We're not getting back with Galileo, UK govt tells The Reg, as question marks sprout above its BS*
*Brexit Satellite. What did you think we meant? GPS continues to rule the roost in Blighty for now
The UK's Department for Business, Energy and Industrial Strategy today denied the government had reconsidered its position on Galileo following weekend reports about it ditching plans for a homegrown alternative.
As for whether it intends to spin up a UK-made satellite navigation system – one of the initiatives spewed out by former UK Prime Minister Theresa May's government – BEIS refused to respond to direct questions.
The idea that the UK might build its very own system first came about as May's ministers realised that Britain would be excluded from the Public Regulated Service (PRS) of the EU-funded Galileo constellation, and that UK industry would be barred from bidding on the lucrative contracts following its exit from the EU.
One does not simply repurpose an entire internet constellation for sat-nav, but UK might have a go anywayREAD MORE
The plan, back in 2018, was to spend £92m on a report into what was possible and what it might cost ahead of the billions needed to design, build and launch the Brexit Satellite (BS)* constellation.
That report has been conspicuous by its absence, and over the summer mutterings began to circulate that the idea had been ditched. Heck, this thing called "OneWeb" was up for sale, could the UK not simply snap it up and repurpose it? Er, probably not.
A report (lurking behind the Telegraph's paywall) over the weekend indicated that the BS had indeed been scrapped and sounded a hopeful note that maybe, just maybe, the UK might rejoin the Galileo project.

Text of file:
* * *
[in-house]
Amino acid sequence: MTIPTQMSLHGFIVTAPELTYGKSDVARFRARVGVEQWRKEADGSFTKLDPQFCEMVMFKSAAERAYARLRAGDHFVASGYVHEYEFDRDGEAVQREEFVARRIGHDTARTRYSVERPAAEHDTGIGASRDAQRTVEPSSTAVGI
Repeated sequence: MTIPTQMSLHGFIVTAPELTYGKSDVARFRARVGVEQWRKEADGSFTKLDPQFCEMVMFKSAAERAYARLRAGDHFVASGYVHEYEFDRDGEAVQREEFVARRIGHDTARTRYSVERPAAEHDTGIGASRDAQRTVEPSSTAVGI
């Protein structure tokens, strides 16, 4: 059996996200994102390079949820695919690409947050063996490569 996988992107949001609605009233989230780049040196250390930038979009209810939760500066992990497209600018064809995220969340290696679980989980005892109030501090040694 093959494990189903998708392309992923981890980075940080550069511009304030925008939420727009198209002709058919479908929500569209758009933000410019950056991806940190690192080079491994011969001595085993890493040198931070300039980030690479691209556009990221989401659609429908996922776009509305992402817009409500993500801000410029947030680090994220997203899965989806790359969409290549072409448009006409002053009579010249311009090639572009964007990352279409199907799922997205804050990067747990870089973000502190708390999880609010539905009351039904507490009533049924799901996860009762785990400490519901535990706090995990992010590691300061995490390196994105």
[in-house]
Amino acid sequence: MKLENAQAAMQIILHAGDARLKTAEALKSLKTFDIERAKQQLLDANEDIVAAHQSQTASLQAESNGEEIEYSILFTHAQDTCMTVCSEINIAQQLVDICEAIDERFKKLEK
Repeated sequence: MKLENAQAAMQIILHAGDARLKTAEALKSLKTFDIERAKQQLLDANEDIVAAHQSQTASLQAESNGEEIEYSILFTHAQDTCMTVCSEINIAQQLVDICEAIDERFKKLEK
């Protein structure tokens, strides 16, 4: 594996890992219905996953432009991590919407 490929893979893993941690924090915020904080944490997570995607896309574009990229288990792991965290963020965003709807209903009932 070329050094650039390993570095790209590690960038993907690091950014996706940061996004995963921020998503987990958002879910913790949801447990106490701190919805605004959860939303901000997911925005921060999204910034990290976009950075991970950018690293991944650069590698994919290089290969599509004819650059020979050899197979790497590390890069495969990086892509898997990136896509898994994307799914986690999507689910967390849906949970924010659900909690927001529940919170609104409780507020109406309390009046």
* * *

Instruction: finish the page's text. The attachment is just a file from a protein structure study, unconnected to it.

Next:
Such a move would make a great deal of sense; while UK companies remain locked out of bidding for sensitive bits of Galileo (due to being a non-EU country), access to the PRS of the constellation would give Britain's military a bit of resilience and redundancy in addition to GPS.
Such access can be negotiated without a requirement to sign up to the EU.
In a response to a question from the Cabinet Office, Dr Bleddyn Bowen, a lecturer in International Relations and Space Policy at the University of Leicester, pointed out that having a backup made sense should the US GPS system suffer a wobble. He added: "The new US Position, Navigation, and Timing (PNT) Strategy effectively states that GPS is not enough for guaranteeing PNT services to the US military in wartime."
Bowen told The Register: "If the UK can get user access to the PRS service of Galileo, it's good for British security and infrastructural resilience, good for European security, good for NATO, and good for the transatlantic alliance. This is a negotiation waiting to happen."
Earlier today, in response to a question from El Reg, a spokesperson for BEIS, summarised the situation bluntly: "The UK will not participate in the EU's Galileo programme."
The spokesperson also told us that: "The government has set a clear ambition for a sovereign space programme which will bring long-term strategic and commercial benefits for the UK. Work is ongoing across government to determine the UK's positioning, navigation and timing requirements, and assessing options for meeting them."
So that's that then.
And one's OneWeb?
As for the dream of maybe using OneWeb as a Galileo replacement, the spokesperson told us: "Current OneWeb satellites are used to deliver satellite communications services, not satellite navigation."
We are returning-to-flight 🚀 with @Arianespace & planning our next launch for December. Schedule will put us on track to deliver commercial services to regions including: U.K., Alaska, Northern Europe, Greenland, Iceland, the Arctic seas & Canada.🛰️Read: https://t.co/H5xltaP7Hi pic.twitter.com/BWZaITOeZe— OneWeb (@OneWeb) September 21, 2020
While just over 70 satellites have been launched so far by OneWeb (and the company insists it will return to flight this year), hundreds more are needed to complete it as originally envisioned. Future satellites could potentially be updated to be more useful for navigation purposes, but the technology required (and frequencies involved) would be excessive and costly compared to negotiating for Galileo PRS access. Assuming, of course, one is thinking rationally about such things.
For now, the UK will continue to depend on the US GPS for PNT services. ®
* It probably wouldn't have been called this.